A boy sitting alone in his bedroom. He looks sad with his head and eyes facing down.

A guide for young people Coronavirus and mental health

The coronavirus (Covid-19) pandemic continues to have an impact on our lives in many ways. You might be feeling worried about the future or finding it hard to adjust, but support is available. Read our tips, advice and guidance on looking after your mental health as we learn to live with coronavirus.

The Covid-19 pandemic has been an uncertain time for all of us and we’ve all experienced the effects differently. We’ve had to face a lot of change, with isolation rules, restrictions, lockdowns, shielding and working from home or home schooling, and this is bound to affect how we think and feel.

As we learn to live with Covid-19, the effects are still having an impact on our mental health and wellbeing. The easing of restrictions means we can spend time with people and do the things we enjoy again. However, this might have brought new challenges. You or a loved one might still be shielding or you might be struggling to adjust to the ‘new normal’.

The pandemic may have made you feel:

  • anxious about the future
  • worried that you or a loved one will get ill with Covid-19
  • nervous about social events or being in big groups
  • lonely or isolated
  • hopeless and down
  • lacking in confidence and self-esteem
  • like life is out of control
  • grief if you have lost a loved one
  • grief for events that should have happened during this time but couldn’t
  • angry about experiences or opportunities you might have missed
A girl sitting on a sofa in a living room beside a radiator. She is hunched over and looking down at her hands clasped together.
When things are beyond our control, it's essential to focus on what we can control no matter how small that may be! For example, what helped me to take back control of my life was to look after my mental health, meet my basic needs and establish a self-care routine.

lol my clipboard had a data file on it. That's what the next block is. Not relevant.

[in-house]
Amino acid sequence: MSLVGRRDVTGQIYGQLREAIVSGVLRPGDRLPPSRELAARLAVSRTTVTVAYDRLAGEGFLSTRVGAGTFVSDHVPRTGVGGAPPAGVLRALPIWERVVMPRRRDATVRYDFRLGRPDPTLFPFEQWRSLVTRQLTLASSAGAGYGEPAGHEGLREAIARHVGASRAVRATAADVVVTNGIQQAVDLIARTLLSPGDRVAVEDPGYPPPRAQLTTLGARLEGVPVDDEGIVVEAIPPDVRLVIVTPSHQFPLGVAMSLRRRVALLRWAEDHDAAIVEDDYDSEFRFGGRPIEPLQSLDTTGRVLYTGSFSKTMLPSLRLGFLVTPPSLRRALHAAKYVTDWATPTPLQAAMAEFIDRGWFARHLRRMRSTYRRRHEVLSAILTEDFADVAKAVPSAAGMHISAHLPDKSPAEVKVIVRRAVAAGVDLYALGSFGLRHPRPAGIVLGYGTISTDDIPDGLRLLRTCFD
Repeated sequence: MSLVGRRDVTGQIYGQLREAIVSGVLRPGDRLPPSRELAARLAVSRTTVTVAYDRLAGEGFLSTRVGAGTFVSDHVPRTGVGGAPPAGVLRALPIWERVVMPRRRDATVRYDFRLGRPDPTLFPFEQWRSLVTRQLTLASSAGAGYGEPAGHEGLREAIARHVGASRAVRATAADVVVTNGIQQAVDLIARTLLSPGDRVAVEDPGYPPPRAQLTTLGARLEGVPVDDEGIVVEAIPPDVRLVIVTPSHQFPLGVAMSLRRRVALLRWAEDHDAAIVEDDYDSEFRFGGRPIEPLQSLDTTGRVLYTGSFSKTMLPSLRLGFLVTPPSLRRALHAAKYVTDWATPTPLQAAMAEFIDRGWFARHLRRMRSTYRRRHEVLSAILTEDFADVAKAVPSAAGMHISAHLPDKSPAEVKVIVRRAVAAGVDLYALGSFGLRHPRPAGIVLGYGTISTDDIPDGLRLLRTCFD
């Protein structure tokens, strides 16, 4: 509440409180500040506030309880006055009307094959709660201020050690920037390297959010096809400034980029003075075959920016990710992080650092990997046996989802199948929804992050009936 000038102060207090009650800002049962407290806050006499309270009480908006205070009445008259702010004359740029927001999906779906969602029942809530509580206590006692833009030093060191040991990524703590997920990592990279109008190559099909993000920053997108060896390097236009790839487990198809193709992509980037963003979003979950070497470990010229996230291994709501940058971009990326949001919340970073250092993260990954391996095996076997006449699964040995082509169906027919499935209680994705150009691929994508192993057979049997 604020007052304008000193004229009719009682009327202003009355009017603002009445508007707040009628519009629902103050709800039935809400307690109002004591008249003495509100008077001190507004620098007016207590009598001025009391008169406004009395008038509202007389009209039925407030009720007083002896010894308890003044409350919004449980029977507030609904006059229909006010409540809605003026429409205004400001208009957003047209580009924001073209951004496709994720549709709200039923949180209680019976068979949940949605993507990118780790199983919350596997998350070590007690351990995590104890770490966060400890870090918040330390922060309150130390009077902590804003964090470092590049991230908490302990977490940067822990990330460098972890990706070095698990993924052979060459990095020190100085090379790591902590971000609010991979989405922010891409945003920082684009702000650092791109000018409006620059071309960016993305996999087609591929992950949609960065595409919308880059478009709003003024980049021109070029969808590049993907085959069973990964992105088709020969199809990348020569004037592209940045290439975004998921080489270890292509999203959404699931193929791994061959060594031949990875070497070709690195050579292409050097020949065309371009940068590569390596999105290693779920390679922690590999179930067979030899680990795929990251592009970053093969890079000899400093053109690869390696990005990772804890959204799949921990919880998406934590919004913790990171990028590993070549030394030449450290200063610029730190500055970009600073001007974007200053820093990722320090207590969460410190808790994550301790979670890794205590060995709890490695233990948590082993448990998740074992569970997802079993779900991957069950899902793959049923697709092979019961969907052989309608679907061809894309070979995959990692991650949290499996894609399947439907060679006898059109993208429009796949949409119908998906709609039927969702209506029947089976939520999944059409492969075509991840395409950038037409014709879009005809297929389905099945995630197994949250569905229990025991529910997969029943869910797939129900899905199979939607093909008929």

Two young people walking together through a park.

It’s important to recognise how far you’ve come, however big or small the steps you’ve taken. You have managed to get through an incredibly difficult period that has affected everyone around the world. This meant giving up so much to follow restrictions and keep each other safe. However you are feeling is valid and it’s important not to blame yourself when something completely out of your control affects your life.

We’ve all had to go through the pandemic, and so there will be many people out there who feel like you right now – you are not alone. With the right help and support, you can get through this – and we have information and advice that can really help.

If you find yourself feeling down during self-isolation, it can be very easy to slip into the mindset that you are alone, but this isn’t the case.
Laura, 21

Feeling out of control from the impacts of the pandemic

It’s natural to still worry and feel the effects of the Covid-19 pandemic and lockdown. This might make you feel hopeless about the future and like life is out of your control. After experiencing so much disruption, it’s normal to feel this way and it’s important to remember that you are not alone.

If you feel this way, try taking some time to think about how far you’ve already come. Adapting to change and uncertainty is not easy, and you should feel proud of how you’ve got through all you’ve faced during the pandemic.

Whether you got through having to isolate, having coronavirus, home-schooling, or maintaining relationships and friendships, it shows your resilience and strength, and can give you hope for the future that you can get through it.